EIT: Liikennerikokseen syyllistyneellä oikeus tulla unohdetuksi – määräys nimen poistamisesta lehden verkkoversiosta ei loukannut sananvapautta

4.7.2023 | Oikeusuutiset

Markku Fredman

The order for the publisher of the newspaper Le Soir to anonymise the details of a convicted offender on grounds of the “right to be forgotten” did not breach his freedom of expression

In today’s Grand Chamber judgment1 in the case of Hurbain v. Belgium (application no. 57292/16) the European Court of Human Rights held, by a majority (12 votes to 5), that there had been:

  • no violation of Article 10 (freedom of expression) of the European Convention on Human Rights.

The case concerned the civil judgment against Mr Hurbain, as publisher of the daily newspaper Le Soir, ordering him to anonymise, on grounds of the “right to be forgotten”, an article in the digital archives mentioning the full name of the driver responsible for a fatal road-traffic accident in 1994.

The Court noted that the national courts had taken account in a coherent manner of the nature and seriousness of the judicial facts reported on in the article in question, the fact that the article had no topical, historical or scientific interest, and the fact that the driver was not well known. In addition, they had attached importance to the serious harm suffered by the driver as a result of the continued online availability of the article with unrestricted access, which had been apt to create a “virtual criminal record”, especially in view of the length of time elapsing since the original publication of the article. Furthermore, after reviewing the measures that might be considered in order to balance the rights at stake – a review whose scope had been consistent with the procedural standards applicable in Belgium – they had held that the anonymisation of the article did not impose an excessive and impracticable burden on the applicant, while constituting the most effective means of protecting the driver’s privacy. Accordingly, and regard being had to the States’ margin of appreciation, the Court found that the national courts had carefully balanced the rights at stake in accordance with the requirements of the Convention, such that the interference with the right guaranteed by Article 10 of the Convention on account of the anonymisation of the electronic version of the article on the website of the newspaper Le Soir had been limited to what was strictly necessary. It could thus, in the circumstances of the case, be regarded as necessary in a democratic society and proportionate.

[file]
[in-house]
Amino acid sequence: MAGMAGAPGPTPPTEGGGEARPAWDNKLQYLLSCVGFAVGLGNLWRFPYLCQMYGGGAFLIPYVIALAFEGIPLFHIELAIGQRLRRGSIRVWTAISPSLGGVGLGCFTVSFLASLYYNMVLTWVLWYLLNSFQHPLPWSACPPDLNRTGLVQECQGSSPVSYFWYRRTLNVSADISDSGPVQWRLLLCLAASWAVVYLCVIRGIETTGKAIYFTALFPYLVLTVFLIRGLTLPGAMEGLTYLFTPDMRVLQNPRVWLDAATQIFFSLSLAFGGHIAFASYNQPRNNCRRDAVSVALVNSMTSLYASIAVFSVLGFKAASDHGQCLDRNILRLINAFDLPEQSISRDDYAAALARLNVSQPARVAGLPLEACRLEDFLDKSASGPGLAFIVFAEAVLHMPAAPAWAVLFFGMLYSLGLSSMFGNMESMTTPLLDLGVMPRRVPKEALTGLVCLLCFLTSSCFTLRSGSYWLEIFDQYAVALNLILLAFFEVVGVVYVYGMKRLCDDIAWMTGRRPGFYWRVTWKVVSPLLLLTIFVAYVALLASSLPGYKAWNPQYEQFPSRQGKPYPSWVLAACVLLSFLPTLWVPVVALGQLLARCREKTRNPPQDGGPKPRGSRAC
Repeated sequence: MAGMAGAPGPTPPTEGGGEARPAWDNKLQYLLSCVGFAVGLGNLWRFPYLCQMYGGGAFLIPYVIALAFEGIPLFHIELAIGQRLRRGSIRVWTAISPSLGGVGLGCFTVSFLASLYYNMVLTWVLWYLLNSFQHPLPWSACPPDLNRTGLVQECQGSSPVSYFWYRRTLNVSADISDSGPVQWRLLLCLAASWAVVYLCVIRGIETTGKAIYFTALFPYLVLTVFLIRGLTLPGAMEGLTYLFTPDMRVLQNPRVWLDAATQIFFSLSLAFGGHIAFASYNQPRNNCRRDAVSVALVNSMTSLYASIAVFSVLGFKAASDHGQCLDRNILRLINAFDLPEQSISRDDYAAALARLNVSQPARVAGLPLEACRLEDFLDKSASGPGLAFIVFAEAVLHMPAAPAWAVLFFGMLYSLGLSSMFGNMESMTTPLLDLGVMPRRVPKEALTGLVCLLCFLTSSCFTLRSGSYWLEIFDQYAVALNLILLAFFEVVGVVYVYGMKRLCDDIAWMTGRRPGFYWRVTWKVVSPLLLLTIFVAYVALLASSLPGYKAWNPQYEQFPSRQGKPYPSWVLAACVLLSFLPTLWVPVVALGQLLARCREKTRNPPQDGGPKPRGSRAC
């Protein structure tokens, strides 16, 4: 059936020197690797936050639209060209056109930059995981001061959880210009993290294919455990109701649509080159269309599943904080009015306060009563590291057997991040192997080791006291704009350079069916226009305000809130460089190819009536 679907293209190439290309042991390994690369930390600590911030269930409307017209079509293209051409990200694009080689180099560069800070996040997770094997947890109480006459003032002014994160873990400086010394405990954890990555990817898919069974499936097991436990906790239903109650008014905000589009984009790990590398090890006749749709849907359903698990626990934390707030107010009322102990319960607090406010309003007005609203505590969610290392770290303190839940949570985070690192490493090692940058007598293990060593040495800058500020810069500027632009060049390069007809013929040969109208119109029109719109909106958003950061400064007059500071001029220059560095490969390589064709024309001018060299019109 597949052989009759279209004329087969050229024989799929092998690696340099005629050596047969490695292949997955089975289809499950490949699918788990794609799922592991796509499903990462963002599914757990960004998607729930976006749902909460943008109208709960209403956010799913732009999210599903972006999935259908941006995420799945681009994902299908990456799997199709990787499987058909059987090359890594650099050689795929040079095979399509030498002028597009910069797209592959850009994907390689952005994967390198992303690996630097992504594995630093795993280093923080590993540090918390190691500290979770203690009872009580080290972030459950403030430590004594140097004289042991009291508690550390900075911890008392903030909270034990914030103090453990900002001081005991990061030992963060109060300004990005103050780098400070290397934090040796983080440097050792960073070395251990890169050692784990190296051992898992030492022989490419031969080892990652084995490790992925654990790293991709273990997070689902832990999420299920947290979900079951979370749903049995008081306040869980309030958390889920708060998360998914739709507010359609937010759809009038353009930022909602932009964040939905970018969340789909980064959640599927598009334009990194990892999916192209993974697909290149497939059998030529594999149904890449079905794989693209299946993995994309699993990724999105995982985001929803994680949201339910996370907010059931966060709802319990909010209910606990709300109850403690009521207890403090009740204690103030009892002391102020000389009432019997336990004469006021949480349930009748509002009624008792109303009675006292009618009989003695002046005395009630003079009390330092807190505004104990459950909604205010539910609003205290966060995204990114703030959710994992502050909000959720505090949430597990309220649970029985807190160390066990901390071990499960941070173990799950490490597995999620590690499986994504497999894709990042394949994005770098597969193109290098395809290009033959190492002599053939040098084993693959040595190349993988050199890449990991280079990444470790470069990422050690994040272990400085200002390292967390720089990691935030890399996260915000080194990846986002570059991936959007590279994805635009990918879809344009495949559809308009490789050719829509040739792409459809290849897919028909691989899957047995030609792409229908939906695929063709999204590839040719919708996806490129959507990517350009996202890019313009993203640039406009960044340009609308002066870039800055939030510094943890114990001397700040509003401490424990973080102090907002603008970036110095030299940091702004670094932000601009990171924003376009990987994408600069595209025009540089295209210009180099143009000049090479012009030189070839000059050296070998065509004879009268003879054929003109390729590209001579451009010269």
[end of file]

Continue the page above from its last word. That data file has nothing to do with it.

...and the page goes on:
Press release


Inline Feedbacks
View all comments